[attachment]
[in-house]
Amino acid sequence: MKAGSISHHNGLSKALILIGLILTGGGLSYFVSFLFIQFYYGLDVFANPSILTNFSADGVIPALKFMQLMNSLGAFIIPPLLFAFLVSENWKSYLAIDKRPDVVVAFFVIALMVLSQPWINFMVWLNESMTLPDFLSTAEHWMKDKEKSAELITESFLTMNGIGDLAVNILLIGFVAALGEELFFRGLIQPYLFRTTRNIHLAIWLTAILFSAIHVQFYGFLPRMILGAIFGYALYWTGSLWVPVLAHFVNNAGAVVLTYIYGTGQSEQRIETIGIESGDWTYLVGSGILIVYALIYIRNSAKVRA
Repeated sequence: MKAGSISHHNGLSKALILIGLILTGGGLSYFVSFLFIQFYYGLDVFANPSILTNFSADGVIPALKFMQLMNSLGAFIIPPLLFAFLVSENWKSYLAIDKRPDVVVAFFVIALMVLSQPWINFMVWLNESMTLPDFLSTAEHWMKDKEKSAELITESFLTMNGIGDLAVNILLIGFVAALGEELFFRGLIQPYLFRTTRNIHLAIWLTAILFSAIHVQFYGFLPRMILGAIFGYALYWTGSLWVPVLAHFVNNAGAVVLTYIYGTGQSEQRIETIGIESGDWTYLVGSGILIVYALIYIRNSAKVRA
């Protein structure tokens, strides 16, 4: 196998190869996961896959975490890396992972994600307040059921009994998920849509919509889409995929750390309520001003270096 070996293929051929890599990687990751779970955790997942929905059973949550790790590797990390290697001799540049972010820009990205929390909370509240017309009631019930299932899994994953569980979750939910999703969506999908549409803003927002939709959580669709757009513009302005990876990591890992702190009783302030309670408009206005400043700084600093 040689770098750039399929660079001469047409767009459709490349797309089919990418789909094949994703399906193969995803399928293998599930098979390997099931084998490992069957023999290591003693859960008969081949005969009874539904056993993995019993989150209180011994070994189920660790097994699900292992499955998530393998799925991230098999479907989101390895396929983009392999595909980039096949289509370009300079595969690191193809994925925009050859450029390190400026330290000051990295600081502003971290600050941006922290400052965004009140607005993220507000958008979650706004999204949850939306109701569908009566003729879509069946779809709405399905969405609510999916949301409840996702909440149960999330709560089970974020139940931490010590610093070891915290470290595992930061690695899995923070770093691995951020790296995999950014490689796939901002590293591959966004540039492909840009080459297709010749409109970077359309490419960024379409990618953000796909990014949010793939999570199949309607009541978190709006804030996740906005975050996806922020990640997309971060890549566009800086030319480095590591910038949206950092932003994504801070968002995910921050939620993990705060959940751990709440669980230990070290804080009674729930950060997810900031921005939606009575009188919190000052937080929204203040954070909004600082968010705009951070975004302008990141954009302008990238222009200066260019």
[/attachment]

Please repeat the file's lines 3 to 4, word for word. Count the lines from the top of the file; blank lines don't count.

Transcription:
Repeated sequence: MKAGSISHHNGLSKALILIGLILTGGGLSYFVSFLFIQFYYGLDVFANPSILTNFSADGVIPALKFMQLMNSLGAFIIPPLLFAFLVSENWKSYLAIDKRPDVVVAFFVIALMVLSQPWINFMVWLNESMTLPDFLSTAEHWMKDKEKSAELITESFLTMNGIGDLAVNILLIGFVAALGEELFFRGLIQPYLFRTTRNIHLAIWLTAILFSAIHVQFYGFLPRMILGAIFGYALYWTGSLWVPVLAHFVNNAGAVVLTYIYGTGQSEQRIETIGIESGDWTYLVGSGILIVYALIYIRNSAKVRA
């Protein structure tokens, strides 16, 4: 196998190869996961896959975490890396992972994600307040059921009994998920849509919509889409995929750390309520001003270096 070996293929051929890599990687990751779970955790997942929905059973949550790790590797990390290697001799540049972010820009990205929390909370509240017309009631019930299932899994994953569980979750939910999703969506999908549409803003927002939709959580669709757009513009302005990876990591890992702190009783302030309670408009206005400043700084600093 040689770098750039399929660079001469047409767009459709490349797309089919990418789909094949994703399906193969995803399928293998599930098979390997099931084998490992069957023999290591003693859960008969081949005969009874539904056993993995019993989150209180011994070994189920660790097994699900292992499955998530393998799925991230098999479907989101390895396929983009392999595909980039096949289509370009300079595969690191193809994925925009050859450029390190400026330290000051990295600081502003971290600050941006922290400052965004009140607005993220507000958008979650706004999204949850939306109701569908009566003729879509069946779809709405399905969405609510999916949301409840996702909440149960999330709560089970974020139940931490010590610093070891915290470290595992930061690695899995923070770093691995951020790296995999950014490689796939901002590293591959966004540039492909840009080459297709010749409109970077359309490419960024379409990618953000796909990014949010793939999570199949309607009541978190709006804030996740906005975050996806922020990640997309971060890549566009800086030319480095590591910038949206950092932003994504801070968002995910921050939620993990705060959940751990709440669980230990070290804080009674729930950060997810900031921005939606009575009188919190000052937080929204203040954070909004600082968010705009951070975004302008990141954009302008990238222009200066260019």